Is business an art or science or a combination? Is it exact or precise? Can outcomes based on given inputs or variables be accurately predicted? Anyone who has been in business long enough would agree with one thing, business is largely unpredictable.
If business were predictable, then six out of ten businesses should not go out of business in the first five years. All businesses should simply follow the rulebook and they should arrive at destination success after a few years.
Statistics show that the success probability for an entrepreneur who has had previous success is 48% versus 23% for the first-time entrepreneur. This shows that previous success is not a guarantee for future success.
Seeing that business isn’t a science, as science thrives on exactness and predictability, how then does one get the art of business right? How does one skew the odds of success in one’s favour? How does one really do business? From observations, interactions and personal experience, I have identified certain practices that tend towards success. These practices do not always guarantee success in business but they increase the odds.
Let’s call these practices the ready-fire-aim approach. The ready-fire-aim approach rides on premise that you can’t wait for the perfect conditions to take action. It rides on the premise that your ship won’t come into the harbour and you would have to swim out to your ship.
The approach assumes that you won’t have time to perfect your aim but that in shooting, you perfect the aim. I will talk about three mindsets or behavioural tendencies you need to adopt and other three tendencies you need to do away with to get better results. The following are tendencies you need to do away with.
How to avoid failing in business
Half of business is about showing up. Showing up at the office, showing up at the point of transaction, sending the email, calling the supplier, buying the production materials, keeping the books, etc.
What kills showing up? Procrastination – I will send the email tomorrow, I will make the call tomorrow, I will draw up the marketing plan tomorrow, etc.
Do all today that can be done today as tomorrow has enough unseen tasks of its own. Adopt NIKE’s slogan – JUST DO IT. Do it and do it now.
Many times this mindset or practice among entrepreneurs is personality driven. Most introverted people are highly gifted and want things and plans to be perfect. A 90% success or readiness rate is not good for them.
Business is never perfect as too many things are out of your control – regulators, customers, competitors, even internal operations. Circumstances will rarely be right and conditions many times will never be perfect. So, do you go home? No.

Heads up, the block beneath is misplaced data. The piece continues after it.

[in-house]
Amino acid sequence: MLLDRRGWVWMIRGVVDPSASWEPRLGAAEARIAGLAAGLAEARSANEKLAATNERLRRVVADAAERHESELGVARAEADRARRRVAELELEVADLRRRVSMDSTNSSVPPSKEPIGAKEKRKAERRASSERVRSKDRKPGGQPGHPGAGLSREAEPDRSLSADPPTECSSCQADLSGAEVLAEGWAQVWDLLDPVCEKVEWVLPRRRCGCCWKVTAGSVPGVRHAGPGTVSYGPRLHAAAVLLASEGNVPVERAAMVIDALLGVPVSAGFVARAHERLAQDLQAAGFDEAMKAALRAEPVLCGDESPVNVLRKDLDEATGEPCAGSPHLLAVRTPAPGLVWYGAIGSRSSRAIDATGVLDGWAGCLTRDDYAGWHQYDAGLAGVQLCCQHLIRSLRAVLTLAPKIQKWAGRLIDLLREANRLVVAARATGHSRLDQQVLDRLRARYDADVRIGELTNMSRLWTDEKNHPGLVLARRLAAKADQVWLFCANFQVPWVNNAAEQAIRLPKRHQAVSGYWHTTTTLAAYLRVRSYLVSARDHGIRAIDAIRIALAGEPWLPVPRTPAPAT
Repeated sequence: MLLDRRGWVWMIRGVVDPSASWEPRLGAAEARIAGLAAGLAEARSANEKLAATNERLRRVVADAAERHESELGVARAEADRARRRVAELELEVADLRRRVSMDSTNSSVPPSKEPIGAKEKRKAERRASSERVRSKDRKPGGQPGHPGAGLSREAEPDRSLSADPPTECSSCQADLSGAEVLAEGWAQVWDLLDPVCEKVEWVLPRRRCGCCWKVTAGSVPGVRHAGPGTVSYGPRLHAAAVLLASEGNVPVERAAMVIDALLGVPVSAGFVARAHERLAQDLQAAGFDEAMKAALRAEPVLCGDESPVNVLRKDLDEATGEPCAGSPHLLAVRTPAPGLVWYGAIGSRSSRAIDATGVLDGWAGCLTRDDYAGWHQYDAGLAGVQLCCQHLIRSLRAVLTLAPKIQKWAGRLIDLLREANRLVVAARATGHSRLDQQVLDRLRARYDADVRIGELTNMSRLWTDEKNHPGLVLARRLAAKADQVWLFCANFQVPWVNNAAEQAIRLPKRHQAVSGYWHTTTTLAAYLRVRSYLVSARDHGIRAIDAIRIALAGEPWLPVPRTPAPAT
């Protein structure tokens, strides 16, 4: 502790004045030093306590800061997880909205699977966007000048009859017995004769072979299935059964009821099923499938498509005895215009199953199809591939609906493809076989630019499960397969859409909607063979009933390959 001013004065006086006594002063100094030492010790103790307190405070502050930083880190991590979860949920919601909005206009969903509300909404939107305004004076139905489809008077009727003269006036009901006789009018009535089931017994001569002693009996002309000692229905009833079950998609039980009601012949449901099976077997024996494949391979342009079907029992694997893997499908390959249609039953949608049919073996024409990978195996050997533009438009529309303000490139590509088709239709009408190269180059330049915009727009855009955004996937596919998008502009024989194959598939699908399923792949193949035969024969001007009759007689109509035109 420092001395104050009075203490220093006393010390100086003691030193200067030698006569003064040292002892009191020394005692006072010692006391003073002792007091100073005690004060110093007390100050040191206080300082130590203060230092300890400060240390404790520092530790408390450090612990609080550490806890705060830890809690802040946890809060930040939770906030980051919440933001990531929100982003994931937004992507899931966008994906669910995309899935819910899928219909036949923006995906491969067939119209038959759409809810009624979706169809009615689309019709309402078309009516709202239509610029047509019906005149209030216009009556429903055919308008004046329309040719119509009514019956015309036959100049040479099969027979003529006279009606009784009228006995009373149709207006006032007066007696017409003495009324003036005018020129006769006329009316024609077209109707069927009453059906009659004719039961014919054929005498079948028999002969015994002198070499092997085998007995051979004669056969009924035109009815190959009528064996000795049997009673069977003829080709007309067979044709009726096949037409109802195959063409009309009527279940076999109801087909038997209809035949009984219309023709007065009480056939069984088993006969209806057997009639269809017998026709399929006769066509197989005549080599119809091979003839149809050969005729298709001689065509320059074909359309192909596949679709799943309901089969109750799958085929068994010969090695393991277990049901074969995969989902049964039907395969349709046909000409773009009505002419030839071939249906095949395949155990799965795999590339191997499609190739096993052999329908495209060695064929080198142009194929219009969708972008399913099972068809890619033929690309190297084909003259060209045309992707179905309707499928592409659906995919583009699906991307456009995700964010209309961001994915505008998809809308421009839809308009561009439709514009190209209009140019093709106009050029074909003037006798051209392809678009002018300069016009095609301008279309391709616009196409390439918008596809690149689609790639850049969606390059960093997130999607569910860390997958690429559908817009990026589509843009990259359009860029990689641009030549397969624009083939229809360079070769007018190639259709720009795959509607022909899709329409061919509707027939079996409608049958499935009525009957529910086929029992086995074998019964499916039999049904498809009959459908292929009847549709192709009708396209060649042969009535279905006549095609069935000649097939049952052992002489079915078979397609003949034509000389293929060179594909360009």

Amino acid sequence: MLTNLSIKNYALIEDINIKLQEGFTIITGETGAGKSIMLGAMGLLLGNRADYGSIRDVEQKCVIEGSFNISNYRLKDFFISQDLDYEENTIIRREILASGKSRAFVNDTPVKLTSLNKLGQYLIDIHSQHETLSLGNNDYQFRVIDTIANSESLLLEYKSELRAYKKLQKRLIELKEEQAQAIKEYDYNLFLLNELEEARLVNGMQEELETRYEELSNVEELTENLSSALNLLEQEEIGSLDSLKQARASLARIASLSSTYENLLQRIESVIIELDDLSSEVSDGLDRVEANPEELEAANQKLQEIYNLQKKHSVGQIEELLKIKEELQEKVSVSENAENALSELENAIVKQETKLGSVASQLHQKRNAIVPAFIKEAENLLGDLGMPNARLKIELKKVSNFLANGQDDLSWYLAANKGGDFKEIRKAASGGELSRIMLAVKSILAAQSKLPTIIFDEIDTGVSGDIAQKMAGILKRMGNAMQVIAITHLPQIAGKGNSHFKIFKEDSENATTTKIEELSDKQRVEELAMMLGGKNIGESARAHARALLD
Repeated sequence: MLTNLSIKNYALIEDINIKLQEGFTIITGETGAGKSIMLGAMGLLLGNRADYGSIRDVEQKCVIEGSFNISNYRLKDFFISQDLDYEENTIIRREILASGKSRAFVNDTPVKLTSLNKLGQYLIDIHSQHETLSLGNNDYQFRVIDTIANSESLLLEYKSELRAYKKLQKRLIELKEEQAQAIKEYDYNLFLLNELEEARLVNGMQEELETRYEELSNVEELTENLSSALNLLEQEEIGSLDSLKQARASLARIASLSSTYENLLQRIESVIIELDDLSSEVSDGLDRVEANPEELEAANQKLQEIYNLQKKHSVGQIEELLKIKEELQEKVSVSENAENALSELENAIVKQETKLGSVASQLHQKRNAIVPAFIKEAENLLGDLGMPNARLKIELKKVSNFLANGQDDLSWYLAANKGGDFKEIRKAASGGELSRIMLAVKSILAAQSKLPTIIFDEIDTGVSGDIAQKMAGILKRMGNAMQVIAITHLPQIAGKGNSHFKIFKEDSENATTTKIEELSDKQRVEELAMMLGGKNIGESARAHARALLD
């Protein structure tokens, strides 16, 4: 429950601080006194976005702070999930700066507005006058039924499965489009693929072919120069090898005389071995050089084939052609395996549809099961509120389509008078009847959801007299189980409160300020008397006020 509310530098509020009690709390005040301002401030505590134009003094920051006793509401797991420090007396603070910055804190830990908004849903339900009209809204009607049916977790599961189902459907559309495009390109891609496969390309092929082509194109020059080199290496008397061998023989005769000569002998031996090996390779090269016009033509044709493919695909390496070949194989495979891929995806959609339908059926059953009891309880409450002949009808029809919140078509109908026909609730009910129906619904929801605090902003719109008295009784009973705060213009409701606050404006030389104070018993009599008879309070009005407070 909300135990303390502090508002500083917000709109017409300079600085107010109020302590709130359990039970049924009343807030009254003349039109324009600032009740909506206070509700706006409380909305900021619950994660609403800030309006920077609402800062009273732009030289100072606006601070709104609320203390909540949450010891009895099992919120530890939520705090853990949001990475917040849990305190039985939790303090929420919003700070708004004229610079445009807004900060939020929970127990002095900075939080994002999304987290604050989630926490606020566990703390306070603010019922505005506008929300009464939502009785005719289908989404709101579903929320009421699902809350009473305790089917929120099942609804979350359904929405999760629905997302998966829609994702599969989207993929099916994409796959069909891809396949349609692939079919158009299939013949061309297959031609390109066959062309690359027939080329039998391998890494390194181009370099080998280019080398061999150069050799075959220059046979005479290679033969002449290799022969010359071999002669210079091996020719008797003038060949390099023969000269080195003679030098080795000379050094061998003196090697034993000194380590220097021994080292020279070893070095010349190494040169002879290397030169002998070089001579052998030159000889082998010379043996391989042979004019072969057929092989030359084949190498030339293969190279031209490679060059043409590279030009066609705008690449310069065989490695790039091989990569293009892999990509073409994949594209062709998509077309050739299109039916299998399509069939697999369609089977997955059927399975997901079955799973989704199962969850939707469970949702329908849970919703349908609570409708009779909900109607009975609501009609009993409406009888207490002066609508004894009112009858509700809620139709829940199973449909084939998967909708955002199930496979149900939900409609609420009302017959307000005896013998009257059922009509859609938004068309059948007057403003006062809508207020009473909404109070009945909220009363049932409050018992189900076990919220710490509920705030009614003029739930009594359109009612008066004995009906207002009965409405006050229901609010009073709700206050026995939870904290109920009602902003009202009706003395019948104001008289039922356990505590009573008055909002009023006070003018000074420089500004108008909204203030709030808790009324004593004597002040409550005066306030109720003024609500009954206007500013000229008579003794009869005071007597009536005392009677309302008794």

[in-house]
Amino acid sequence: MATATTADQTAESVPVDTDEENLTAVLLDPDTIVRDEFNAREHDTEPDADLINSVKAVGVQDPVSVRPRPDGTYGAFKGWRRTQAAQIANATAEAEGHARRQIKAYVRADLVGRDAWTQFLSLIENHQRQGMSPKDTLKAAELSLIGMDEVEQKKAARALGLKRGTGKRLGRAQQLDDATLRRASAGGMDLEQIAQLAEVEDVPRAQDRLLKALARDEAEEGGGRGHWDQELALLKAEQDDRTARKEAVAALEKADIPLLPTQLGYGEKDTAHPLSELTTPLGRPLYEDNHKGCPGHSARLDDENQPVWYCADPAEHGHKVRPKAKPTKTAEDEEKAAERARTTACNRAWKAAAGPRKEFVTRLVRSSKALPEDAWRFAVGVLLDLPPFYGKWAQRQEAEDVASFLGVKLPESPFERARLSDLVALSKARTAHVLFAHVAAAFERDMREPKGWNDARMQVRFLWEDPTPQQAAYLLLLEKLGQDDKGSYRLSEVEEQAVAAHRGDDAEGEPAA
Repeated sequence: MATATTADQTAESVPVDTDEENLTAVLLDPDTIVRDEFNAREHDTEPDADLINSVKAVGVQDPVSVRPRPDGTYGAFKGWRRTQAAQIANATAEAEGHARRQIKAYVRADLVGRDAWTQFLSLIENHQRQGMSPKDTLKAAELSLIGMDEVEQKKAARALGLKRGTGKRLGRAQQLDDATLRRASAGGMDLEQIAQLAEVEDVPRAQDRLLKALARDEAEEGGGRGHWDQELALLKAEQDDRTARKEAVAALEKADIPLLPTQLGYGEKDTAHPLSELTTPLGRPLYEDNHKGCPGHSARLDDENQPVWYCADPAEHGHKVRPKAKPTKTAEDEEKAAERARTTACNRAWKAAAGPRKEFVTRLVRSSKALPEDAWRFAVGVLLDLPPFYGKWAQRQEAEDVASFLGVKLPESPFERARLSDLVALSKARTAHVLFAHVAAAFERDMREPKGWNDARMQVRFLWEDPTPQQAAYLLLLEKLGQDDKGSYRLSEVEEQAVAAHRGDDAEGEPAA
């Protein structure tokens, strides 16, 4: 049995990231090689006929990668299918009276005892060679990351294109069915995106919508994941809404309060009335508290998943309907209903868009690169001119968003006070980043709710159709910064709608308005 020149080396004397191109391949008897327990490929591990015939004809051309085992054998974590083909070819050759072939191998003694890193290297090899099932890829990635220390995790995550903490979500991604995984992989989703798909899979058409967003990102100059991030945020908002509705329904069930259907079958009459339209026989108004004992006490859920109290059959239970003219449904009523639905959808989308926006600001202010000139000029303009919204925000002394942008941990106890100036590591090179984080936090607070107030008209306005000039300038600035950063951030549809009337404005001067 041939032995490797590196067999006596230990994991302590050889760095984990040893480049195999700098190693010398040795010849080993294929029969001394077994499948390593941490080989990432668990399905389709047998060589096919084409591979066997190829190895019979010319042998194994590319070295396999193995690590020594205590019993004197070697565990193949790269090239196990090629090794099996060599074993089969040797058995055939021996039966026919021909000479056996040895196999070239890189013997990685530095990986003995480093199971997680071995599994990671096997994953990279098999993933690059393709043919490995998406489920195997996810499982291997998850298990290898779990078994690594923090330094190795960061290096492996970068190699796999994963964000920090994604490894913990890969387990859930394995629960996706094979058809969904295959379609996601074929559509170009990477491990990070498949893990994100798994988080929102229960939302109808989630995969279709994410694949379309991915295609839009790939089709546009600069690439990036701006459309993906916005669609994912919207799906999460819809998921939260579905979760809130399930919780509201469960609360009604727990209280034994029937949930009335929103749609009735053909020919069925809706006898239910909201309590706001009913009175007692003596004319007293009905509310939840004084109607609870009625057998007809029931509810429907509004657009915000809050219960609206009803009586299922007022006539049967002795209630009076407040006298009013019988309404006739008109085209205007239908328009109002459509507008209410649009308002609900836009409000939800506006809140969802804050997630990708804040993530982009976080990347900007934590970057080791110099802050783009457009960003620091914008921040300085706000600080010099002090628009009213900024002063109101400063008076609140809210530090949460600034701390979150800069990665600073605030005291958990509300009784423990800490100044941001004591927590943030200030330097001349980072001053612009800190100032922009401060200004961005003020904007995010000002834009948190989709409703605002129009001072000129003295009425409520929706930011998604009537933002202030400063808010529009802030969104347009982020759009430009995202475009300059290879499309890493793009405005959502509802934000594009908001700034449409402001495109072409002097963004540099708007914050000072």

Go ahead and do that which you originally planned as though all conditions were perfect. In doing this, conditions align. They don’t become perfect, they simply align.
Some people seem to prefer talking about things they want to do to actually doing those things. Everything is rationalised, the I’s are dotted and the T’s crossed, the plans are reviewed and tweaks made. Then more tweaks till it becomes a cycle of wanting to start but never really starting.
Stop analysing and start acting now. In my opinion, in business, a hundred days of planning is equivalent to a day of executing.
How to succeed in business
Here are practices that positively reinforce the ready-fire-aim approach to business
Rarely will you have all your ducks lined in a row when it comes to business. You have to learn to wing it, to “freestyle” it, and to go with your guts and instincts.
This does not negate the need for proper business planning. All businesses need a plan but that plan should constantly be updated to adapt with reality.
The power of movement
All objects, opportunities, plans, and possibilities remain in a state of rest until acted upon by an external force. That is Newton paraphrased. Many times, that external force is simply movement. It is doing something, moving from where one is, a determination to make daily progress, to end the day an inch or mile from where one started it.
Ever heard the line “Fortune favours the bold?” The bold never consider themselves bold. They are simply committed to progress via movement. Newton is right, nothing happens until you start moving.
Education for many happens within the four walls of a school. In business, education is a daily occurrence. In getting the ready-fire-aim approach right, one must embrace the education of the road. By this, one learns from all experiences, challenges, uptimes and downtimes.
You perfect the aim by learning from the dynamics of the firing. At month 17, you should not make the hiring mistakes that you made at month 7. That is not to say you won’t make mistakes in month 17, it should just not be the same ones you made in the 7th month.
Business is a war
A general who had fought several wars once said that no amount of planning ever survives the first contact of battle. In business, as in war, when it is all stripped bare, when the cash flow dries up, or the customer numbers reduce, when operations go awry and the bills are mounting, when the days come and you wonder what demon possessed you to start the business in the first place, remember that it comes down to guts, grit and keeping your eyes trained on the prize.